Friday, November 13, 2009
‘The Nerd’ is for fans of lunacy
Immaturity grows tiresome in comedy at Olympia Little Theatre
The Olympian / The News Tribune
Pictured: Top, left to right: Dave Marsh as Rick Steadman and Terence Artz as Willum Cubbert; bottom, left to right: Dave Marsh as Rick Steadman , Terence Artz as Willum Cubbert, Jamie Norman as Tansy McGinnis, Matt Garry as Axel Hammond, Tim Shute as Warnock Waldgrave; on couch, Tristan Vickery as Thor Waldgrave and martha Guilfoyle as Celia Waldgrave
photos by Toni Holm
Comedy is tricky businesses. The line between insanely funny and simply insane is very thin. For example, think back to the zanier bits on “I Love Lucy” or “Monty Python’s Flying Circus.” How easily any of those could have come across as simply stupid, and how often Monty Python actually did fall flat. For a more recent example, there is “The Nerd” by Larry Shue as performed at Olympia Little Theatre.
There were moments when I found myself laughing quite a bit, and there were moments when sat in a kind of stupor wondering how intelligent adults could behave in such a silly immature manner.
There is a kid in the play (Tristan Vickery as Thor) who is portrayed as an out-of-control brat from hell, but he seemed mature and mild mannered compared to the grown-ups who put sand in their tea, pretend to be pigs, and at one point run around with bags on their heads and things stuck in their ears.
Shue’s entire premise is absurd, and his plot is far-fetched. An unexpected house guest shows up in the home of architect Willum (((CQ))) Cubbert (Terence Artz) just when he is trying desperately to deal with a client whom he does not like but needs to impress, the self-important Warnock Waldgrave (Tim Shute). The house guest is Rick Steadman (Dave Marsh) who saved Willum’s life when they were in the army. Rick is dumb, obnoxious and wreaks havoc in everybody’s life. Willum feels obligated to him and no one knows how to get rid of him. When everything else fails, they try to out-obnoxious him. But Rick just thinks they’re playing games, and he loves it.
Marsh steals the show. Before he shows up well into act one, the comedy seems strained at best. Artz as Willum and Jamie Norman as his lady friend, Tansy, act woodenly. In the beginning neither seems to have very much personality at all. Artz seems tired, which is appropriate to the character, but if he was going to play tired he should have exaggerated it for comic effect rather than half-heartedly mumbling his lines (he get better). Norman rushes her lines and expresses little emotion. Only Matt Garry as their wisecracking friend Axel the drama critic seems to have any spark at all. But then Marsh shows up in an outlandish costume thinking it’s a Halloween party, and hilarity ensues. With a vacant expression, loud monotone voice and that all-too-clichéd nerd symbol the taped-together glasses, Marsh nails the character of a man so dumb that it takes him two months to learn the first two verses of the national anthem, which he performs with the occasional aid of his tambourine.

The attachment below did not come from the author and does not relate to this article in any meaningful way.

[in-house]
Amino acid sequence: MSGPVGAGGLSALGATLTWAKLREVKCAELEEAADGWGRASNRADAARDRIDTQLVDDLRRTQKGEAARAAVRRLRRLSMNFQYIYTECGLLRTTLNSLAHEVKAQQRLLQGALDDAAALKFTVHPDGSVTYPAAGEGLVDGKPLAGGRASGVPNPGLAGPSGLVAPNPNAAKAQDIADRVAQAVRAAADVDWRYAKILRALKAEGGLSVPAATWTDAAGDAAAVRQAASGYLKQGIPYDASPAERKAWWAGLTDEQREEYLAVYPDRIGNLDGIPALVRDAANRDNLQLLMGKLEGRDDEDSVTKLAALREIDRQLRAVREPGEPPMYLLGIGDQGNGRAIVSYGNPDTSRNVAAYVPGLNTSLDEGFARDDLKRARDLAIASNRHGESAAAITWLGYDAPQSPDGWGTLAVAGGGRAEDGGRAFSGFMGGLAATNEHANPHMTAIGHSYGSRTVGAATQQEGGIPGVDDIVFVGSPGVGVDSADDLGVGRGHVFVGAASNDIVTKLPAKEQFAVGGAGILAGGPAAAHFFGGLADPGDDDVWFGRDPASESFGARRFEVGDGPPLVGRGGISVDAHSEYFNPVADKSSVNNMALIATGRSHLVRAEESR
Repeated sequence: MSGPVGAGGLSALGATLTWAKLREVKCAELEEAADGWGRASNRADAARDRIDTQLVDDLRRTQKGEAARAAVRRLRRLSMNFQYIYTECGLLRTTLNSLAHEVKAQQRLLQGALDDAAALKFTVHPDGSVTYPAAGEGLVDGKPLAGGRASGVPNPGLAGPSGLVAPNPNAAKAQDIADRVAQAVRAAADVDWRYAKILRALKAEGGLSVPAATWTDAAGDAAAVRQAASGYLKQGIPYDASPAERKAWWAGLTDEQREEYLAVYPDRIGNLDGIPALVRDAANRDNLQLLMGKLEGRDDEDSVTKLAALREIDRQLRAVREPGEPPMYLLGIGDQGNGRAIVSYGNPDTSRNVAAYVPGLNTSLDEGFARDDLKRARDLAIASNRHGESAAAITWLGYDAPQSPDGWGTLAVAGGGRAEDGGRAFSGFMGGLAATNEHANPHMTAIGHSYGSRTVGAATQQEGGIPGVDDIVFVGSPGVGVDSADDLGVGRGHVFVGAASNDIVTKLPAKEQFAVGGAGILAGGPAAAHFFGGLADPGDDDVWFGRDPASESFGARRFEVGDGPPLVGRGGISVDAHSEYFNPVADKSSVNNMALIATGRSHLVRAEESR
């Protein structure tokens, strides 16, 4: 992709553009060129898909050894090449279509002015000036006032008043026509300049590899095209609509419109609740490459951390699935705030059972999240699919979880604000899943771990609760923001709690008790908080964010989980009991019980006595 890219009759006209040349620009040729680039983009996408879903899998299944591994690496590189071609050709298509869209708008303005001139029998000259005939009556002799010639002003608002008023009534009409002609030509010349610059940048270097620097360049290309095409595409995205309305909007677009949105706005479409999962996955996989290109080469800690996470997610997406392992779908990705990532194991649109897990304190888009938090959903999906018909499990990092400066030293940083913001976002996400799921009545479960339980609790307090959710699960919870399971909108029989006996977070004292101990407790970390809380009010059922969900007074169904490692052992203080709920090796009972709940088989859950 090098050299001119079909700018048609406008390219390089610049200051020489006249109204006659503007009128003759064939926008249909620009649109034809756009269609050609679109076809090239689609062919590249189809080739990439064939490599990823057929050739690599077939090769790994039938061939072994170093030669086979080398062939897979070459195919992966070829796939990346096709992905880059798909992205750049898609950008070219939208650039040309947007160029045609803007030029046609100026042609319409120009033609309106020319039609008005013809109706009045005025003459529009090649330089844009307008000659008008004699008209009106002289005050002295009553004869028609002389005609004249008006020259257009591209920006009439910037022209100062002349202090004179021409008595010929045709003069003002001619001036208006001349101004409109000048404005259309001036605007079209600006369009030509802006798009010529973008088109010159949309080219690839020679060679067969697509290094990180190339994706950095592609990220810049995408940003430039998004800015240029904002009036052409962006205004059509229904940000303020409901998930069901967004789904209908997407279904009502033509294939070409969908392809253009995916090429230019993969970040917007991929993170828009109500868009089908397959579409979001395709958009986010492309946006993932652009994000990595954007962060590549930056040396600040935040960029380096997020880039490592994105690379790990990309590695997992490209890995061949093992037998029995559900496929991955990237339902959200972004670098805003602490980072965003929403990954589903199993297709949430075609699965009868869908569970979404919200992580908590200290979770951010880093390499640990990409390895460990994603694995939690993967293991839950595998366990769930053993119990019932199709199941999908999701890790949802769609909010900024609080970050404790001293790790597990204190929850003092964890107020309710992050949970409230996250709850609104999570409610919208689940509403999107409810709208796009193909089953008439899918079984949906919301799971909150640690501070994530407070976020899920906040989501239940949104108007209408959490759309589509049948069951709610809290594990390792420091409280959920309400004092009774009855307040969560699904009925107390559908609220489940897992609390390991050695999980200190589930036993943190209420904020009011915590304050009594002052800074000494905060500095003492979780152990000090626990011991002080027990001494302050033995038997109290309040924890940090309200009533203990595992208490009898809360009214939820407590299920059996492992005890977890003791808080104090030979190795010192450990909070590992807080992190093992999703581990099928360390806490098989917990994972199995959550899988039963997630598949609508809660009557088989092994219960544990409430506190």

Shute as Willum’s client Warnock, and Martha Guilfoyle as Warnock’s wife turn in commendable jobs in supporting roles. Shute does anger very well, and Guilfoyle elicits sympathy when she timidly asks for something to break, which immediately becomes a running joke.
For a child actor with no stage experience, Vickery is believably bratty, though the character Thor was superfluous to the plot.
The set by Kathy Gilliam is nice, with a number of thoughtful small touches such as clothes casually slung across a banister and a confusion of notes tacked to a board in Willum’s office. The costumes by Norman and Katy Shockman are fun, especially Rick Steadman’s suspenders, Tansy’s dresses and Axel’s “I Shot J.R.” T-shirt, not to mention some carefully chosen shoes. Plus there are telling details in the props, such as the Nixon/Agnew sticker on Rick’s suitcase.
“The Nerd” starts out slow, becomes hilarious when Marsh enters the set, and then becomes tiresome in the second act as the outrageousness drags on too long. People who love slapstick and who love laughing at rather than with people will love it. I just hope I don’t have to sit through it again.
WHEN: 7:55 p.m. Thursday-Saturday and 1:55 p.m. Sunday through Nov. 29
WHERE: Olympia Little Theatre, 1925 Miller Ave., NE, Olympia
TICKETS: $10-$12, available at Yenney Music Company on Harrison Avenue (360-943-7500) or http://www.buyolympia.com/events
INFORMATION: 360--786-9484, http://olympialittletheater.org/